In a move it described as precautionary, the Suffolk County Health Department announced on Monday that it will conduct a private well survey in an area surrounding the closed landfill and at least two commercial composting or mulching operations along the Springs-Fireplace Road corridor in East Hampton and Springs.
The survey spans land between Three Mile Harbor Road and Accabonac Road, bounded by Floyd Street to the south and Copeces Lane to the north. Approximately 415 private properties are within the area.
Sampling of private wells closest to the compost sites and the landfill, which was decommissioned and capped more than a decade ago, will begin next week. Fifty-eight properties falling within an approximately half-mile radius of the industrial operations of the survey area will be tested first, at a rate of 15 to 20 per week, Supervisor Peter Van Scoyoc said at the town board’s meeting on Tuesday.
The county will collect a suite of samples for analysis. Its Office of Water Resources will screen for approximately 300 contaminants, including coliform and E. coli bacteria, metals and inorganic compounds including iron, manganese, and thallium, and volatile and semi-volatile organic compounds including chlorinated solvents — chemical compounds containing chlorine that are used for a variety of commercial and industrial purposes — as well as pesticides, radionuclides, and 1,4-dioxane. Property owners will be notified of any findings that exceed health department standards, Mr. Van Scoyoc said.
Grace Kelly-McGovern, the department’s public relations director, said in an email yesterday that a review of the town’s quarterly groundwater monitoring data for the landfill dated Nov. 28, 2018, showed detection of multiple volatile organic chemicals above groundwater standards in one on-site monitoring well. Also, manganese and iron have been detected above groundwater standards in several monitoring wells.
Outreach to all property owners within the survey area is expected to happen over the next 12 to 14 weeks, according to the county.
A statement issued by the Health Department on Monday cited the “proximity of potential sources of groundwater contamination, including vegetative organic waste management operations, as well as the East Hampton landfill,” as the impetus for the sampling program. “Groundwater monitoring at other vegetative organic waste management operations has found elevated concentrations of iron and manganese above drinking water standards,” according to the county’s statement, which Mr. Van Scoyoc said Tuesday was an apparent reference to sites including the Sand Land mine in Noyac. The survey is being conducted “out of an abundance of caution.”
Sampling of private wells in the survey area will be offered at no charge to property owners. As the public water supply is routinely tested, residents whose houses are connected to public water do not need to have their water tested.
A statement issued from Town Hall, also on Monday, was similar to that from the county, adding that “regular monitoring of groundwater test wells on and surrounding the landfill property has been conducted since 1997” by engineers engaged by the town. This has shown “steadily decreasing levels of the chlorinated volatile organic compounds that emanated from the landfill before its closure.”
The landfill site is ringed with monitoring wells, Mr. Van Scoyoc said. “Some of the constituent components that show higher [levels] now are actually the result of the degradation of certain other chemicals,” he said. “They’re related compounds that might show in higher levels as the original compound breaks down into its constituent parts.” While overall contaminant levels have consistently declined since the landfill was capped, water intrusion “tends to create a plume and push those contaminants beyond the boundaries, which is the reason the landfill was capped originally and then monitored,” the supervisor said. “But off site, there is no monitoring.”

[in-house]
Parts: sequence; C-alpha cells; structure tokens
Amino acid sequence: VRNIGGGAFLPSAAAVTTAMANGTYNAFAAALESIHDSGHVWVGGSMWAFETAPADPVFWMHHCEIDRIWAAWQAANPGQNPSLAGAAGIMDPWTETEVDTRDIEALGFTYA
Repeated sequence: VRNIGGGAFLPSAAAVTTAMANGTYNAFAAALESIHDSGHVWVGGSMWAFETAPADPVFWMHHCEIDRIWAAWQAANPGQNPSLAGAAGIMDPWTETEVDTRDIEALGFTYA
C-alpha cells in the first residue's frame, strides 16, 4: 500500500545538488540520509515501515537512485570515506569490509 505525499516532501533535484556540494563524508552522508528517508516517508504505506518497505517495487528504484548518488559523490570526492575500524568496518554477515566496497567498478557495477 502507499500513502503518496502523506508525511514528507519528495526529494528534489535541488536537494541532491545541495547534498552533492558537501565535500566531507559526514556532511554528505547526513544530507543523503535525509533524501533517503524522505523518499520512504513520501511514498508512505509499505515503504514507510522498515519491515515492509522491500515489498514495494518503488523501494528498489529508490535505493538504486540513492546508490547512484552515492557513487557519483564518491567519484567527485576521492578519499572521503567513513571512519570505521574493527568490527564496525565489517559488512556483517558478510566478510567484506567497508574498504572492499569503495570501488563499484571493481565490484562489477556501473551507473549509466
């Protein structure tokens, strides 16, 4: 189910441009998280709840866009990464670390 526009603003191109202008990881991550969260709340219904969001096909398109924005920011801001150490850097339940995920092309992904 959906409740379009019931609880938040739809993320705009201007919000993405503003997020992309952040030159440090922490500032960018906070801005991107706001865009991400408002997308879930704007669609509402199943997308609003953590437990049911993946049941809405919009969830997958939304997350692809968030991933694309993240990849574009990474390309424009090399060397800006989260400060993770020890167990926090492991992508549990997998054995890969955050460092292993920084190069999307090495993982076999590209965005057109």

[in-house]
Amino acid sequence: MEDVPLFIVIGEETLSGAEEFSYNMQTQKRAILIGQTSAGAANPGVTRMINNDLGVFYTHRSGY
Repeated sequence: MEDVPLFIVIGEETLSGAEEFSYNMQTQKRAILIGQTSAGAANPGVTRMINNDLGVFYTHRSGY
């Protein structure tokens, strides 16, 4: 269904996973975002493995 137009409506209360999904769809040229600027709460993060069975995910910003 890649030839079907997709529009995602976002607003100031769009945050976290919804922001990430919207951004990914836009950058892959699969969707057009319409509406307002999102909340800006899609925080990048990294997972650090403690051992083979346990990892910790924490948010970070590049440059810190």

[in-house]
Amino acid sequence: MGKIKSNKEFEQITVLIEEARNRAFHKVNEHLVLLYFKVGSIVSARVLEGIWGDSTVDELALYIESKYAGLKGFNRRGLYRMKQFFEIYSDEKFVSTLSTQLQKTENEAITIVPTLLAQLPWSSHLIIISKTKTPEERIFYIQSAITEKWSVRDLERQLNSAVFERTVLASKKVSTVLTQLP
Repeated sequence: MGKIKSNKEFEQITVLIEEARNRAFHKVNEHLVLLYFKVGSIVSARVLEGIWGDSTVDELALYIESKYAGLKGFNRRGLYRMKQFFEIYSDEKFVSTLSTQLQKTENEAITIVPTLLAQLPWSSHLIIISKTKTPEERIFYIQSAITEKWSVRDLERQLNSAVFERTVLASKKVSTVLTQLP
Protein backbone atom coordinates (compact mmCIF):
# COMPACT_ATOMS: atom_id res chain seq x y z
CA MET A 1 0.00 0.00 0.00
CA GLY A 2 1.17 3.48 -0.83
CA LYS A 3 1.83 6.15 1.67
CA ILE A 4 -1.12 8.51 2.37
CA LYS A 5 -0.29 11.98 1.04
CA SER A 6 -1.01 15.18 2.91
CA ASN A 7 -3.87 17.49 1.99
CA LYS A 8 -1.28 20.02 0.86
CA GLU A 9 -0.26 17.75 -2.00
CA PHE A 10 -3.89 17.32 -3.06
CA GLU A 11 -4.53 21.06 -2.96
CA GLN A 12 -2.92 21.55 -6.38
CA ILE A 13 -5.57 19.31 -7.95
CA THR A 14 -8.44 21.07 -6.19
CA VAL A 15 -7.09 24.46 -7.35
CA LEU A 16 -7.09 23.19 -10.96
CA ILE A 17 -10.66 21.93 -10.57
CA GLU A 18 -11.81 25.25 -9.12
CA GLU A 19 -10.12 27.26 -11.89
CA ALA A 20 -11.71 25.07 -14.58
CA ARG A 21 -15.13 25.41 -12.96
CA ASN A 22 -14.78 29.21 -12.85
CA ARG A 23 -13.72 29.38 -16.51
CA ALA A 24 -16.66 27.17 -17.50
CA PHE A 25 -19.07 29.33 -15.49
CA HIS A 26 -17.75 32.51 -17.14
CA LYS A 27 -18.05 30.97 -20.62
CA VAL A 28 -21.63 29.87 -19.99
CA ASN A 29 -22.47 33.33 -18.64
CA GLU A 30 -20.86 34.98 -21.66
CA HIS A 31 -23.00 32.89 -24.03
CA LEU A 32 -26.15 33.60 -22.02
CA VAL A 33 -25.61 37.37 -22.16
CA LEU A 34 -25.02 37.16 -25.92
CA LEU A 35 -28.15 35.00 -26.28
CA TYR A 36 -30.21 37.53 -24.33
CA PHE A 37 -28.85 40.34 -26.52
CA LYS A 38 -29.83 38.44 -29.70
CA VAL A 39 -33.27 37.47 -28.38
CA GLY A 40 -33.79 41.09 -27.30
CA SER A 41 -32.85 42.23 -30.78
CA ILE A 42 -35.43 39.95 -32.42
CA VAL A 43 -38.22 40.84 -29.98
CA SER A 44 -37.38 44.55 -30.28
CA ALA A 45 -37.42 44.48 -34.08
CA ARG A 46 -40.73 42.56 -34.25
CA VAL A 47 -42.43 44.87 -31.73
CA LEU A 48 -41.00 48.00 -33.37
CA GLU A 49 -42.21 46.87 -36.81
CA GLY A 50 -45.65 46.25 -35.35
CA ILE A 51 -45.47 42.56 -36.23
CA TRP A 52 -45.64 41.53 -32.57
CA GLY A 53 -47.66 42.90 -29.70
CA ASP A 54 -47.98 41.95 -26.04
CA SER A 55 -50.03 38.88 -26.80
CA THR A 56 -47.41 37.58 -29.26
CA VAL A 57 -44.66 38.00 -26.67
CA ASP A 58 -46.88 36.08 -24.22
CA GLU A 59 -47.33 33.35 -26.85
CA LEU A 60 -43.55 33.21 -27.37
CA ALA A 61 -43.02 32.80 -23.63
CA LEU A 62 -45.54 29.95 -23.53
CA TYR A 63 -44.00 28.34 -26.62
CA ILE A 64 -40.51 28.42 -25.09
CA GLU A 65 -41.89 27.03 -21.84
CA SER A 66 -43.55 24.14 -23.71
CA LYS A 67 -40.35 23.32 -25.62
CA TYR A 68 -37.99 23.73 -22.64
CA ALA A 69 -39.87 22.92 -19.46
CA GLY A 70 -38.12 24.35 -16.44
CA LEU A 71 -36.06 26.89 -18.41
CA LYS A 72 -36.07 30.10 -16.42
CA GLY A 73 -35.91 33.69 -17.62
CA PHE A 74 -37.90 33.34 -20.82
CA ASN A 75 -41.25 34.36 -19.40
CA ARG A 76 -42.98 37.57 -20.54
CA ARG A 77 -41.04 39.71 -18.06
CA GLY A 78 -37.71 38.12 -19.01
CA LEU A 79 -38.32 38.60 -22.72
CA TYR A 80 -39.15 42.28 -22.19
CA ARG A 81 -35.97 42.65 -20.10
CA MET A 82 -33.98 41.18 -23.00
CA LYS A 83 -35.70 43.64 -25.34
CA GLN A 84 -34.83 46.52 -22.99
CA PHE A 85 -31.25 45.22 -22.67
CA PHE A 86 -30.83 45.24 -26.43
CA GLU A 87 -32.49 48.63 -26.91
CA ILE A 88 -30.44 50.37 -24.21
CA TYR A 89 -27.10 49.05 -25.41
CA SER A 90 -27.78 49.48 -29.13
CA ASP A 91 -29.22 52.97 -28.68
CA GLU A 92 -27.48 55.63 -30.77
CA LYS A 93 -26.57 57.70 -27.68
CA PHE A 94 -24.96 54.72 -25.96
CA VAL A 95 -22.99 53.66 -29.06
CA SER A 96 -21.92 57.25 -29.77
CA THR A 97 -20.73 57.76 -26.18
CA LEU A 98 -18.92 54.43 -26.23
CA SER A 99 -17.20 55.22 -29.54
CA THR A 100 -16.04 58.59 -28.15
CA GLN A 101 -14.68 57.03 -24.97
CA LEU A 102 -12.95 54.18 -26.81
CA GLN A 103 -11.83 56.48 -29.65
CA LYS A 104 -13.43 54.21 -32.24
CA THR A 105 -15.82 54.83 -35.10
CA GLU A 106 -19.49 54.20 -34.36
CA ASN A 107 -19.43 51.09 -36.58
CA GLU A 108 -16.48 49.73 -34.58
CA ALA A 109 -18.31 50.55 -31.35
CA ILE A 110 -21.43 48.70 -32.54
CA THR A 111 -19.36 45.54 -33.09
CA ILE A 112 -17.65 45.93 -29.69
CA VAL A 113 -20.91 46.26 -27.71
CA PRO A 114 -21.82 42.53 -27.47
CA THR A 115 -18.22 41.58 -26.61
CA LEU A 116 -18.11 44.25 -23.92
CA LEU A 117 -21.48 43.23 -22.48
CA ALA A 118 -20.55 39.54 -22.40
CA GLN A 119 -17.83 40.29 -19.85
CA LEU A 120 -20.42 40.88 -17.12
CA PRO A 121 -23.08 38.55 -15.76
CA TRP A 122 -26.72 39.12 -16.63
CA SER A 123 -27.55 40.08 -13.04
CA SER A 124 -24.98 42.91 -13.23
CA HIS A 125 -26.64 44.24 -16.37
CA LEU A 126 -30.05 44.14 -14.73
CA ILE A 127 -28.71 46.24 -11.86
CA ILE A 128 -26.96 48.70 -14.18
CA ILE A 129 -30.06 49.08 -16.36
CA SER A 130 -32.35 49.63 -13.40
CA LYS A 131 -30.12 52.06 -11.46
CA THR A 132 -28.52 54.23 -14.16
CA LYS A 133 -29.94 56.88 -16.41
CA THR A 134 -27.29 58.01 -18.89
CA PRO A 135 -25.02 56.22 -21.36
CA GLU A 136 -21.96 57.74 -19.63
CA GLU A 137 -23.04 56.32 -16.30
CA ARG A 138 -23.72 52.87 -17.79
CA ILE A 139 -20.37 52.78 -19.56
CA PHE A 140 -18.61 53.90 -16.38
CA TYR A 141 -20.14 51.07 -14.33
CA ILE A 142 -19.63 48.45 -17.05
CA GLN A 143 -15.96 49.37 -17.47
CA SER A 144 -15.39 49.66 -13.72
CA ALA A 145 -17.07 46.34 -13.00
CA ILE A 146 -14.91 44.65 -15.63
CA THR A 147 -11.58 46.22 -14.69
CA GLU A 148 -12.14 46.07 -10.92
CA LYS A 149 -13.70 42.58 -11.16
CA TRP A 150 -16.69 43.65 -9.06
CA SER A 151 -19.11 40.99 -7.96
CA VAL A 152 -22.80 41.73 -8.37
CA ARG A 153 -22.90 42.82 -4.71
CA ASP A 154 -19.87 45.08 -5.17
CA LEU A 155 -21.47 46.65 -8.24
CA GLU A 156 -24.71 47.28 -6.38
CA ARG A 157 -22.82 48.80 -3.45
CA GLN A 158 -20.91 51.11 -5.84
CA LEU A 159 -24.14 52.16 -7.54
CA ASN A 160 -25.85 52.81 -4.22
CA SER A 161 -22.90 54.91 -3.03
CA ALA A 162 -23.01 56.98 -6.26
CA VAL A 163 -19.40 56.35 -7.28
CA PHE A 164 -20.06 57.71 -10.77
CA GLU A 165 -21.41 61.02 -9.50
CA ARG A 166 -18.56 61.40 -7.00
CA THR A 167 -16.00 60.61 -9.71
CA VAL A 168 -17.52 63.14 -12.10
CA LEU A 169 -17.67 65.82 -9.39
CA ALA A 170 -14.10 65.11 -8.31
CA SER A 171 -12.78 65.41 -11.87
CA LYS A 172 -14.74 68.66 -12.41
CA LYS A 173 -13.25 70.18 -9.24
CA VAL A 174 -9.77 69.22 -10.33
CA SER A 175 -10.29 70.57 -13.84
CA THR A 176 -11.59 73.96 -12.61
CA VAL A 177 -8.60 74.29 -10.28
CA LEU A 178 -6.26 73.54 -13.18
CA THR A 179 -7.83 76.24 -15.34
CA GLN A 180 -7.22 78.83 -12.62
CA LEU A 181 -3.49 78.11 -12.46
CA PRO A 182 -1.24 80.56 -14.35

The announcement comes two years after the detection of perfluorinated chemicals, a component of firefighting foam as well as many household products, in private wells in Wainscott. That discovery prompted the town to declare a state of emergency and create a water supply district, the latter a prerequisite for the Suffolk County Water Authority’s extension of public water mains throughout that hamlet.
Earlier this year, 47 of 570 acres at East Hampton Airport, which is in Wainscott and where firefighting foam was stored and used in training exercises, were included on the State Department of Environmental Conservation’s Registry of Inactive Hazardous Waste Disposal Sites, commonly called Superfund sites.
“The town board members know — and some members of the public know this because we’ve talked about it a number of times — we’ve had concerns about these types of operations and industrial uses possibly contaminating groundwater,” Mr. Van Scoyoc said. The county’s move, he said, “is partially due to our interest in knowing whether or not the groundwater is safe in these areas, and to make sure that individuals have their wells tested. . . . There’s certainly nothing more important than having clean drinking water.”
Not every property within the survey area is served by a private well. The town’s senior citizens center on Springs-Fireplace Road, for example, is connected to the public water supply. Residents who are unsure if they are served by public water have been asked to call the Suffolk County Water Authority at 631-698-9500. Residents with questions about private well water in the county can contact the Office of Water Resources at 631-852-5810, or the supervisor’s office at 631-324-4140.
“We’re hopeful that there isn’t any problem here,” Mr. Van Scoyoc said on Tuesday, “but we won’t know until this testing is done.”